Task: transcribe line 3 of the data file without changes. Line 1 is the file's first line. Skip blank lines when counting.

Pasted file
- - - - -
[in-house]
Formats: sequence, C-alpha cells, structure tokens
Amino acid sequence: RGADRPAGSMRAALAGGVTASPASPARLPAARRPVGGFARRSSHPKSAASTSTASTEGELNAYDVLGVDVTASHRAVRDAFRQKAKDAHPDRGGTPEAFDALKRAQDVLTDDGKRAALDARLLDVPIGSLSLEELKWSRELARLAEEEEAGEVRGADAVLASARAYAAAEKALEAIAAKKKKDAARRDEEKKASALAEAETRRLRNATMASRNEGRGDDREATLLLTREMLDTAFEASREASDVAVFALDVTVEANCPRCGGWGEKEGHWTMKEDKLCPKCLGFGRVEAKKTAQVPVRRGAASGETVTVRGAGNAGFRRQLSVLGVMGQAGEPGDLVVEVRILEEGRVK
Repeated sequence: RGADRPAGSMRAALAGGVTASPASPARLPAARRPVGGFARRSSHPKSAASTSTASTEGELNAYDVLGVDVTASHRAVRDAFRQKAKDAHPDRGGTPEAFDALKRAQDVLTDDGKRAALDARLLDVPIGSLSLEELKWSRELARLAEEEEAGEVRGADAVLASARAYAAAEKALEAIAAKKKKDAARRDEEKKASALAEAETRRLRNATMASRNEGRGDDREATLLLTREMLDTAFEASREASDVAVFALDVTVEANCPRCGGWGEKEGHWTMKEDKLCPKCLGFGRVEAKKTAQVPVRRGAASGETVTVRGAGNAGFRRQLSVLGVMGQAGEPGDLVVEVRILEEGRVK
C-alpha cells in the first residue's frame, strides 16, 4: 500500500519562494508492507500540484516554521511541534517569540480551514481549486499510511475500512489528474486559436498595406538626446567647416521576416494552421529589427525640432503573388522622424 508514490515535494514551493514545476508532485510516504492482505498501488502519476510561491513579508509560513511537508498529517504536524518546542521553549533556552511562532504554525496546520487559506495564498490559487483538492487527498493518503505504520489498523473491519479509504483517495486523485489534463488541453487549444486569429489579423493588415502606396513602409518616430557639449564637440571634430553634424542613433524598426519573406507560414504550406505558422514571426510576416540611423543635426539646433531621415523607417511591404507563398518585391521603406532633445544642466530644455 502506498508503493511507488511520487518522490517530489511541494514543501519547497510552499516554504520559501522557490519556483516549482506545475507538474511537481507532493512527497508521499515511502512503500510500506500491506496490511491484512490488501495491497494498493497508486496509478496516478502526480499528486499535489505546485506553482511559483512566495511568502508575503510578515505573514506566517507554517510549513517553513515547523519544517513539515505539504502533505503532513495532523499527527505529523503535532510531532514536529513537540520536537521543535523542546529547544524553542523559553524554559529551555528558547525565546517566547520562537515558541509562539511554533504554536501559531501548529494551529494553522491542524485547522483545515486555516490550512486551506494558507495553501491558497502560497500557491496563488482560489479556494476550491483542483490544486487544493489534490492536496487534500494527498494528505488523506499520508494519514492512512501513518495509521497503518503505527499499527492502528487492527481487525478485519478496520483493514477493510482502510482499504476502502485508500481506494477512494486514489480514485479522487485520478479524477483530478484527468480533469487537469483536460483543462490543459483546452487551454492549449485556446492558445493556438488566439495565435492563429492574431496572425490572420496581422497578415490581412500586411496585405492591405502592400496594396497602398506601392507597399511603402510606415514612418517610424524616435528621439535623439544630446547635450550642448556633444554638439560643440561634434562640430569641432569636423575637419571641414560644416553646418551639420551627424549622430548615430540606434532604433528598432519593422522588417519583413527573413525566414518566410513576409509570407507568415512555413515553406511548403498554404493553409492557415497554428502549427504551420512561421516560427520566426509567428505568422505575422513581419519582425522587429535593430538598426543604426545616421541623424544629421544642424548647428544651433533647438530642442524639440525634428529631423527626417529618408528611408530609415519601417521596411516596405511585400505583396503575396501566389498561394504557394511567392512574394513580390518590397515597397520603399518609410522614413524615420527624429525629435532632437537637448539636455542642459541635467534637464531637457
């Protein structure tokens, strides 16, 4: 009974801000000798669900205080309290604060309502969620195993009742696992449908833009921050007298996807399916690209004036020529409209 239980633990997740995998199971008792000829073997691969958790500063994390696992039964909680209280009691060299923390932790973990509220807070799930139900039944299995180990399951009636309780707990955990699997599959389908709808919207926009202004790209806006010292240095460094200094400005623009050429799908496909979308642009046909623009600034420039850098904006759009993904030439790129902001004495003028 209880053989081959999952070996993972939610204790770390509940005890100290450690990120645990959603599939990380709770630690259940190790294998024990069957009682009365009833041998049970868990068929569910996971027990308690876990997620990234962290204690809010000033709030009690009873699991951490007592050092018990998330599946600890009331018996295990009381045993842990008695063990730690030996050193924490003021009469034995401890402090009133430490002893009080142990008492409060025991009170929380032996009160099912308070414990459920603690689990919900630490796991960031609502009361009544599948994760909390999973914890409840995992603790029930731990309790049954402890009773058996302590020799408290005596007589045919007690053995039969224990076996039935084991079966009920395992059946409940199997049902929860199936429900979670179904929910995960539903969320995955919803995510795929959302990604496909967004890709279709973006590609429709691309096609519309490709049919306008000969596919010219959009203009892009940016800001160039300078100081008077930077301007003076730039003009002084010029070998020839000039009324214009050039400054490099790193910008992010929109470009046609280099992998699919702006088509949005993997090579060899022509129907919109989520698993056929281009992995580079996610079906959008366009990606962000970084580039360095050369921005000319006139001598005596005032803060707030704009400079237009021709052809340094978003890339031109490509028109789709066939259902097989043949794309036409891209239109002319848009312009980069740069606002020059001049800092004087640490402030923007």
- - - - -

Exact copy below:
Amino acid sequence: RGADRPAGSMRAALAGGVTASPASPARLPAARRPVGGFARRSSHPKSAASTSTASTEGELNAYDVLGVDVTASHRAVRDAFRQKAKDAHPDRGGTPEAFDALKRAQDVLTDDGKRAALDARLLDVPIGSLSLEELKWSRELARLAEEEEAGEVRGADAVLASARAYAAAEKALEAIAAKKKKDAARRDEEKKASALAEAETRRLRNATMASRNEGRGDDREATLLLTREMLDTAFEASREASDVAVFALDVTVEANCPRCGGWGEKEGHWTMKEDKLCPKCLGFGRVEAKKTAQVPVRRGAASGETVTVRGAGNAGFRRQLSVLGVMGQAGEPGDLVVEVRILEEGRVK